Alexei Balabanov, the latest addition to the lamentably small list of internationally known contemporary Russian directors, is a confounding artist and individual. Brother, his third feature, is a snappily edited, contemporary gangster thriller, shot in semi-documentary style, and a far cry from the elusive black-and-white art-house teasers he’s getting a reputation for. Though the film’s social focus is relatively narrow – following as it does the story of a recently demobbed soldier caught up in his mobster brother’s internecine world of seedy corruption, soulless materialism and frequent violence and death in contemporary St. Petersburg – the carefully depicted environment of cold markets, dossers’ hang-outs and cheerless workers’ flats build a convincing account of a country’s disaffection, directionlessness and yearning stoicism.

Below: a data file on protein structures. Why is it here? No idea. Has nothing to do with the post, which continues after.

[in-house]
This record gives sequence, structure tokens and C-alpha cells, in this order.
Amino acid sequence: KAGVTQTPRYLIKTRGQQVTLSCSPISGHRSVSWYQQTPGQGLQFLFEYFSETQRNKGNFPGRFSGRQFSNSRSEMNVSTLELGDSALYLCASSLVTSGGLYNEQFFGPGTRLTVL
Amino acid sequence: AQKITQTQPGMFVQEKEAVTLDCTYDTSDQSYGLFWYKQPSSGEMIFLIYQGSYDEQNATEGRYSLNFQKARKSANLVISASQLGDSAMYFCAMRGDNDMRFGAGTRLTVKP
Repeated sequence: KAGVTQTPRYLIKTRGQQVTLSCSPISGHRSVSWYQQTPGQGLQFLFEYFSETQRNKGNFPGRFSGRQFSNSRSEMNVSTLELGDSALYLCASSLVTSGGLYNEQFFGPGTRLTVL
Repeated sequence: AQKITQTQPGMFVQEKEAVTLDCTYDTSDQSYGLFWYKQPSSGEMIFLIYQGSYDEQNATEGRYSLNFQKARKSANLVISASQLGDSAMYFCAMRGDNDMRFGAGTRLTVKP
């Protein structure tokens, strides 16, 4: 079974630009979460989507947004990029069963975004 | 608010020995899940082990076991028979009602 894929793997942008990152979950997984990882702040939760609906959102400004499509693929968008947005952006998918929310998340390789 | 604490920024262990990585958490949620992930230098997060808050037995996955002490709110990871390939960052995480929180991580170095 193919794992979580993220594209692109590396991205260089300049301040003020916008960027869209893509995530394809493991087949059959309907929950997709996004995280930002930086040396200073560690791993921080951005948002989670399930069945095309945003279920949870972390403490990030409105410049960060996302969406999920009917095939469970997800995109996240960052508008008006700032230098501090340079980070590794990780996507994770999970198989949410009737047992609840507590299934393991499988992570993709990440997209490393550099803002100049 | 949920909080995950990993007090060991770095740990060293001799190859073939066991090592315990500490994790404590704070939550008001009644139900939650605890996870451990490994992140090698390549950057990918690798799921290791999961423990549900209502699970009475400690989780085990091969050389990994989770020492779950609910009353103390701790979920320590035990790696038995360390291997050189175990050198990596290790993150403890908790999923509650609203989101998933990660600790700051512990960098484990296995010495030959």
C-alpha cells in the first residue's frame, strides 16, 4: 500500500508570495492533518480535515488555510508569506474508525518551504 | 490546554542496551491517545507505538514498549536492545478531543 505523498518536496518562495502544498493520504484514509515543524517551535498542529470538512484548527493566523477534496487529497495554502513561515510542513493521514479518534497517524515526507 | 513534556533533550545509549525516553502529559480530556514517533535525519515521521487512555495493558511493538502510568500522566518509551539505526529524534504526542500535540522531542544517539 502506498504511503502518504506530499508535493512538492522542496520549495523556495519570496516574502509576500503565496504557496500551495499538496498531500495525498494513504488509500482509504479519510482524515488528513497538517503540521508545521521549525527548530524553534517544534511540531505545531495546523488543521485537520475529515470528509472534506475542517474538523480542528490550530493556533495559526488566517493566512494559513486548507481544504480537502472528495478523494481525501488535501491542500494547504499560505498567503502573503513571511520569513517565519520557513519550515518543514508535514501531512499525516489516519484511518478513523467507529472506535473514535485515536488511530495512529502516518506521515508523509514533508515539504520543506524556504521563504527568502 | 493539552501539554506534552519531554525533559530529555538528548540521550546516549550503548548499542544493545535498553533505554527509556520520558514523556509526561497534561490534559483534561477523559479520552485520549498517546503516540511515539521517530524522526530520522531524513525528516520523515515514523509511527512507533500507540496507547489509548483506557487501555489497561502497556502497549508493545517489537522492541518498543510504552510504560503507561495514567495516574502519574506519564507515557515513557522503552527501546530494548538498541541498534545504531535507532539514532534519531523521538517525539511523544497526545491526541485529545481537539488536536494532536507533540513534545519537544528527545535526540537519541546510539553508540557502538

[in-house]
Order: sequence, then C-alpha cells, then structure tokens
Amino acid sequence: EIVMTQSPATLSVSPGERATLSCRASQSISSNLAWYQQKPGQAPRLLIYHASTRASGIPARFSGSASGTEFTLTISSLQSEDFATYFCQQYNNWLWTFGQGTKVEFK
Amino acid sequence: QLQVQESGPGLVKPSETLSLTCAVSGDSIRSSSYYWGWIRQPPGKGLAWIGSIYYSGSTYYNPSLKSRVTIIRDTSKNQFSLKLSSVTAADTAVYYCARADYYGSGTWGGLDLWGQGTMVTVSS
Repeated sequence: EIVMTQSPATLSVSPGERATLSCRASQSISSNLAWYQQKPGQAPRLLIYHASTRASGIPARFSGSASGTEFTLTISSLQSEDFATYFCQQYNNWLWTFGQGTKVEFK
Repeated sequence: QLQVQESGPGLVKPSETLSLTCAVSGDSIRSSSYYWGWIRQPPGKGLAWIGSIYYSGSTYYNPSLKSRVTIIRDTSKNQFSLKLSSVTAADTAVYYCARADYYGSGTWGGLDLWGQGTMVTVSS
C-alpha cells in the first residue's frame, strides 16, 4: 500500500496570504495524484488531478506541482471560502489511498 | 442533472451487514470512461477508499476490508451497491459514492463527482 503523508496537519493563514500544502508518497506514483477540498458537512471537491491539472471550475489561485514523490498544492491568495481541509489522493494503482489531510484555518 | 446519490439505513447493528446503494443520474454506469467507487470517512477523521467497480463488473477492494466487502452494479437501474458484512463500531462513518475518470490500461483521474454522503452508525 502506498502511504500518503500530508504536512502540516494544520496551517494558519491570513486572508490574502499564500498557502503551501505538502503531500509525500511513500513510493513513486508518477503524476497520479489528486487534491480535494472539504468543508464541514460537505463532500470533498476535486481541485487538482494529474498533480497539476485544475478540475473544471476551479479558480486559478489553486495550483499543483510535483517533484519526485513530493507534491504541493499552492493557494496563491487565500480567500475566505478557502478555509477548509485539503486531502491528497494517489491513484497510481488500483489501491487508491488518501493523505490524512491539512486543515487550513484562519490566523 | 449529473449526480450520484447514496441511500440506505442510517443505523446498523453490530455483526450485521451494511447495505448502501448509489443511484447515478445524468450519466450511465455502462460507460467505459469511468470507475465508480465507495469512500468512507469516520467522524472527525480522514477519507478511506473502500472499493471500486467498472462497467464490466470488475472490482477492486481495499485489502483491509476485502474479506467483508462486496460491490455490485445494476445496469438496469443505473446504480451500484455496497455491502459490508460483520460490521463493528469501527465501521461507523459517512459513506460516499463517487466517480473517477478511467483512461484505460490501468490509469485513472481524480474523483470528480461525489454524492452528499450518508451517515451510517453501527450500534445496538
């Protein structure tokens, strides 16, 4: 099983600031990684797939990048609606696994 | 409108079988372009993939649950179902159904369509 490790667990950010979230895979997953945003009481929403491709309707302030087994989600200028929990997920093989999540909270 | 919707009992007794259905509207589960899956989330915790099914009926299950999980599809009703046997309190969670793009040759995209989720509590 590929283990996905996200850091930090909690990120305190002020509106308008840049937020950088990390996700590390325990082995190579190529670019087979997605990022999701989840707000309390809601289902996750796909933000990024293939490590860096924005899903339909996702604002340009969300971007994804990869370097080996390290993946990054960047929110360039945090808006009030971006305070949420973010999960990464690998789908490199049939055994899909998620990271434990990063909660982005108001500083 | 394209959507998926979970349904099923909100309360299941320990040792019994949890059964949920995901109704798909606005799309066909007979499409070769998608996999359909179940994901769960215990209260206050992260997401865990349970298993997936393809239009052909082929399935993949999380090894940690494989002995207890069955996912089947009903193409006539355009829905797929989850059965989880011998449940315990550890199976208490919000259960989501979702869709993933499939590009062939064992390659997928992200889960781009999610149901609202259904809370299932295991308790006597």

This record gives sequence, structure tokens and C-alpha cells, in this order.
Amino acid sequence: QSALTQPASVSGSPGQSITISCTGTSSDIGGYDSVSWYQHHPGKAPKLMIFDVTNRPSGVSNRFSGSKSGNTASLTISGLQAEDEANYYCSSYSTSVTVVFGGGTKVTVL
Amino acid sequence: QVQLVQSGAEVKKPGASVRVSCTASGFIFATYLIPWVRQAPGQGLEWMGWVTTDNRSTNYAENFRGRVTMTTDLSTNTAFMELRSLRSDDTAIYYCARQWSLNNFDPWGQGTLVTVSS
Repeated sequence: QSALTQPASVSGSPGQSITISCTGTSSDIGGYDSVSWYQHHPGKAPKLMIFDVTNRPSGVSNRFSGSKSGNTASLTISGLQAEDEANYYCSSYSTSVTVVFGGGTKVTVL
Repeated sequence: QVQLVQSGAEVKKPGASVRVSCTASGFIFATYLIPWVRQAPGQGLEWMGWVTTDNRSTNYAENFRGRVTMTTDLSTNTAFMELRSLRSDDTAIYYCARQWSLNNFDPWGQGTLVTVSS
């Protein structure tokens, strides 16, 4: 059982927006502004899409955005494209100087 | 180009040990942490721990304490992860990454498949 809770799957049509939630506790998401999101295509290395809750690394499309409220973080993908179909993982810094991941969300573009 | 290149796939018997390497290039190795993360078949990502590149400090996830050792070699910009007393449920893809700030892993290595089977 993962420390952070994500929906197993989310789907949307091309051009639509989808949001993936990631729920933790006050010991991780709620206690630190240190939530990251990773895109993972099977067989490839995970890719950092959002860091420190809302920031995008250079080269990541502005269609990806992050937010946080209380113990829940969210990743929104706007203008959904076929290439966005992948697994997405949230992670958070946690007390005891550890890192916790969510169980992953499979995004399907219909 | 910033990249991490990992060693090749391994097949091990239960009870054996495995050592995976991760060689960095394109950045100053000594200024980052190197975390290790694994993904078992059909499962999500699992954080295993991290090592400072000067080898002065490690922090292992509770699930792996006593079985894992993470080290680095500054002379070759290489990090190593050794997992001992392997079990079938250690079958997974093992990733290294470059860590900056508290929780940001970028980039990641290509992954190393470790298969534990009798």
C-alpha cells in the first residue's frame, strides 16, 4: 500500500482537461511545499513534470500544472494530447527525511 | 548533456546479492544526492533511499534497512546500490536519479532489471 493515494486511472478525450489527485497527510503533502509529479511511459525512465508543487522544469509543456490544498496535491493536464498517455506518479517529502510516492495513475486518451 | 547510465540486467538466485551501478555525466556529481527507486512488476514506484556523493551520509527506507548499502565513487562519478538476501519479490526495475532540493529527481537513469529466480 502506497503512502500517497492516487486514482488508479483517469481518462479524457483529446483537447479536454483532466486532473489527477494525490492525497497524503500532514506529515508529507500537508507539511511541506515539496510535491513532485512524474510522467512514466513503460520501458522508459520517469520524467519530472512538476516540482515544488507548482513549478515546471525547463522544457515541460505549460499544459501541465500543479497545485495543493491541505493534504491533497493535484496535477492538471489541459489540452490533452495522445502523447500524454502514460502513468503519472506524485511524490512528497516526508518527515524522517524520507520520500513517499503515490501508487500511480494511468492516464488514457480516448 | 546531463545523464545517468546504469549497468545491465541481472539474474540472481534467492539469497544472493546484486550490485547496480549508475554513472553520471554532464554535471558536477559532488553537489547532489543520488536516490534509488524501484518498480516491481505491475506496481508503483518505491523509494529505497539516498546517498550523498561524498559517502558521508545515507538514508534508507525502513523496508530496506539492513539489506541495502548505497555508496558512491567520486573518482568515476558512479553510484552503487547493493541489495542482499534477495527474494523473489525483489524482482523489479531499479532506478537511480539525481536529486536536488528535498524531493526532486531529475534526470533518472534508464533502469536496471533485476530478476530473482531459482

Not that the film is depressing. Sergei Bodrov (the charismatic young star of his father’s Prisoners of the Mountains) brings a broody matter-of-factness to his role as the reluctant, rock-obsessed killer Danila. In fact, there’s something of De Niro’s young Vito Corleone about him, especially in the steel he applies in his preparations. He’s in many ways an innocent and a romantic: his rationale, his racism, received not self-developed. Russian critics greeted Brother with hostility; the domestic young audience with enthusiasm, making it the year’s biggest grosser. Balabanov shows again his rare talent for deriving entirely credible performances, shooting with a no-fuss efficiency and assurance, while retaining an authorial distance that leaves the moral lessons creditably open.